These days I spend most of the time on the road, performing live shows for corporate events and college campuses around the country. And although I rarely perform on the boardwalk anymore, I look back on my years in Venice as the best of my life. I feel fortunate to still have both my arms and legs, with only two incidents and minor cuts sustained over all the years of chainsaw juggling. A bit lucky and a lot blessed, I would like to thank those who have supported me along the way, especially my beautiful wife, Jamie, and my gorgeous baby girl, Marley.I owe so much to the boardwalk. It’s one the hardest places in the world to earn a living and the expectations are so high that you have to be the best at all times or you’ll get left behind. But in the same sense, that’s what makes the boardwalk such a rewarding experience. When you go home at night and empty out your pockets, you feel like you’ve accomplished something. It’s like you’ve earned every penny, and for me, it is absolutely the most honest money I’ve ever made in my life. Venice is in my blood, it’s a huge part of who I am. There’s no place like it in the whole world!
“If it wasn’t for Venice Beach, I’d probably be dead by now.”
One dictionary meaning for fire is stated as, ‘A rapid, persistent chemical change that releases heat and light and is accompanied by flame’. Another meaning of fire is defined simply as, ‘Enthusiasm’. Yell fire in most circles and widespread panic will quickly ensue. This is not the case on Venice Beach. For the thousands of visitors who frequent the boardwalk each weekend, Tony Vera transforms fire into a rapid, persistent chemical change that sparks mass enthusiasm!
Tony Vera is tall and thin, with dark piercing eyes and skin remarkably smooth and devoid of scars, especially considering the dangerous feats he performs during his immensely popular street show. A professional with 30 years of experience in an array of daring and dangerous fire feats, Tony is a consummate showman who takes great pride in each performance. And for any of you who have had the opportunity to stroll Venice Beach over the last 20 years, chances are you have encountered the man known on the boardwalk as The Fireman.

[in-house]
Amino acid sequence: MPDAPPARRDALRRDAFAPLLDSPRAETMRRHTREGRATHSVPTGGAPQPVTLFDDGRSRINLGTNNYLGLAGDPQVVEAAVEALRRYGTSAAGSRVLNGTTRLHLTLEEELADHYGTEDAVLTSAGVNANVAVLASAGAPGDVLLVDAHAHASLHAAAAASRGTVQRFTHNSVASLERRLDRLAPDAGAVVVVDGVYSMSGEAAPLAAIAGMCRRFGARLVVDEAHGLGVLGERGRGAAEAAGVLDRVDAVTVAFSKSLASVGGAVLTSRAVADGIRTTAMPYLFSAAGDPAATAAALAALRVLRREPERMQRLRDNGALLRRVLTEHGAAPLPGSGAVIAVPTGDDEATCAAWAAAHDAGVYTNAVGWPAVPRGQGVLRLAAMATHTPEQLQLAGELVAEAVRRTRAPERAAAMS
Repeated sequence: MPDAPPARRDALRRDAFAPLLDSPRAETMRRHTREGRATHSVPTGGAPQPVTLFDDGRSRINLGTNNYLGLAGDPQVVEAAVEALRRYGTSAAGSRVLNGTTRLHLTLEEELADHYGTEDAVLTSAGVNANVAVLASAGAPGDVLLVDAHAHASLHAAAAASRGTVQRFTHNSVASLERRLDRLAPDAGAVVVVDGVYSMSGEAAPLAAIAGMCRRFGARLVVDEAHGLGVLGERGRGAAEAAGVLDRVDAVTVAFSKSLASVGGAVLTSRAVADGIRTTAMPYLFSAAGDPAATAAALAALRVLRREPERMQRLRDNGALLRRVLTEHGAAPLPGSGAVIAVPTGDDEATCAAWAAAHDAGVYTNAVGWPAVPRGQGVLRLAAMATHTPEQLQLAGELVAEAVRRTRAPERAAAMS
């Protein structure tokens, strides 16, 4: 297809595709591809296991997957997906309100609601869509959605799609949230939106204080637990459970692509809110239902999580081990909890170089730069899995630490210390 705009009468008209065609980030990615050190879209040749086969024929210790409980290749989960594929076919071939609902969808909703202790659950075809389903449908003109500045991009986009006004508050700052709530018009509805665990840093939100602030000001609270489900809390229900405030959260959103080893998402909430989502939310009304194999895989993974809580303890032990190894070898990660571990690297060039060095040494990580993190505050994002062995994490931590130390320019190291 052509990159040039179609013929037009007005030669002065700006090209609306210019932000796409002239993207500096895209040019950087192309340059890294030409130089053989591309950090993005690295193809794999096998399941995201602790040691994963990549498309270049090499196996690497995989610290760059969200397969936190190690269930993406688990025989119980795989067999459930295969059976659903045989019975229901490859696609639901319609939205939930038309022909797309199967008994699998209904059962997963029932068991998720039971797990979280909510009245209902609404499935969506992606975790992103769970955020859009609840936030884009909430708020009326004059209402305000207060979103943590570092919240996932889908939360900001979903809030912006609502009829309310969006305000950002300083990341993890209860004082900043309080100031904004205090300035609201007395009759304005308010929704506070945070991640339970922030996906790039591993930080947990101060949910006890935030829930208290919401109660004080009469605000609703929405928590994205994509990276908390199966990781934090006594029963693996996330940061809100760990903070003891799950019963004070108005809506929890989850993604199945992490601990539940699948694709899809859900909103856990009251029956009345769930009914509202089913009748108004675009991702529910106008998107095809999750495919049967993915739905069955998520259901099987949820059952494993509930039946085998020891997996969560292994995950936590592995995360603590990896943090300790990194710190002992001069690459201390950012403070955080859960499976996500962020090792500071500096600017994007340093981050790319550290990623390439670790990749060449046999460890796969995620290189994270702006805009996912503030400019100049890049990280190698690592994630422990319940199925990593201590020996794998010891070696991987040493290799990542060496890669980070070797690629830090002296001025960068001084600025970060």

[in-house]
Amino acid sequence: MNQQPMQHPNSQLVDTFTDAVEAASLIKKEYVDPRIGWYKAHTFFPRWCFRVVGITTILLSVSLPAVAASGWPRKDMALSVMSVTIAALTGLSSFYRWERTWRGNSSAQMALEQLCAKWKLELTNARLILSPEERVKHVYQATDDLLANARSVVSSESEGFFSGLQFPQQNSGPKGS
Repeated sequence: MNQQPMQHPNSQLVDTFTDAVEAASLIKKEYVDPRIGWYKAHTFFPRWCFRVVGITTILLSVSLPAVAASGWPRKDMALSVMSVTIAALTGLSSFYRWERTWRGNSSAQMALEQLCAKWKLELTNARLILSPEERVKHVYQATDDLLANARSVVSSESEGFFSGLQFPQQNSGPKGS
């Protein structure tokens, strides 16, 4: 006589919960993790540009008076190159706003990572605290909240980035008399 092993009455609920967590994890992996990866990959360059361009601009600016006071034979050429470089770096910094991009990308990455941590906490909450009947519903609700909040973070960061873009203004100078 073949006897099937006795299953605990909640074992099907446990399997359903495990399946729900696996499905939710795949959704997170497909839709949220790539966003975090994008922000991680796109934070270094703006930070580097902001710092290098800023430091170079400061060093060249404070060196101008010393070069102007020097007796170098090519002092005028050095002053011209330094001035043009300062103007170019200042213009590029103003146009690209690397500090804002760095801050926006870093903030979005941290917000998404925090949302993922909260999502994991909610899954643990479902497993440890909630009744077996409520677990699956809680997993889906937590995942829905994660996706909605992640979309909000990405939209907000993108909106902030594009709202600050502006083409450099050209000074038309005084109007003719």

But when the fireman’s helmet and yellow jacket come off, the larger-than-life performer fades into a soft-spoken man who is quick to place credit where credit is due. Although he has never been employed as an actual firefighter, his connection to the firefighting brotherhood runs deep. There is even a slight hesitancy, a detectable somberness in his voice as a date that is embedded like granite in his memory is mentioned: September 11, 2001.
The Fireman: Blaze of glory…
Tony Vera was born on May 12, 1959, in Philadelphia, PA. My mother left my father when I was only eight years old and we moved to New York City. By the age of 12 I was doing magic shows for schools, navy bases and fire stations in the New York area. At 13 I got a job at Madison Square Garden peddling popcorn and soda for the chance to watch the greatest show on earth, ‘The Ringling Brothers Circus’. The experience cemented my desire to perform and there was no doubt, I wanted to do it forever!
By my sophomore year the desire to perform had overtaken any interest in formal schooling, so I quit. I went from a pretty good student who loved playing baseball to spending all my time in clubs and on the streets. While most kids my age were finishing high school, I was experimenting with ‘blowing and eating fire’. I soon added the fire act to a repertoire that included comedy and mime, and began making a name for myself in ‘The Big Apple’, the greatest city in the world!
Le Clique, a well-known French entertainment troupe, hired me to work the hottest clubs in Manhattan, including the legendary disco hot spot, Studio 54. Disco and all- night parties ruled the 70’s scene and I steadily gained recognition on the club circuit, opening for pop icons like The Village People and Grace Jones. I was even featured on the hit television show “To Tell The Truth”. And although I would like to say that performing was the only high that I ever needed, that is not the case. It was the 70’s, one of the greatest party eras in New York history, and yes, I did partake in my share of wine, women and song. Guilty as charged.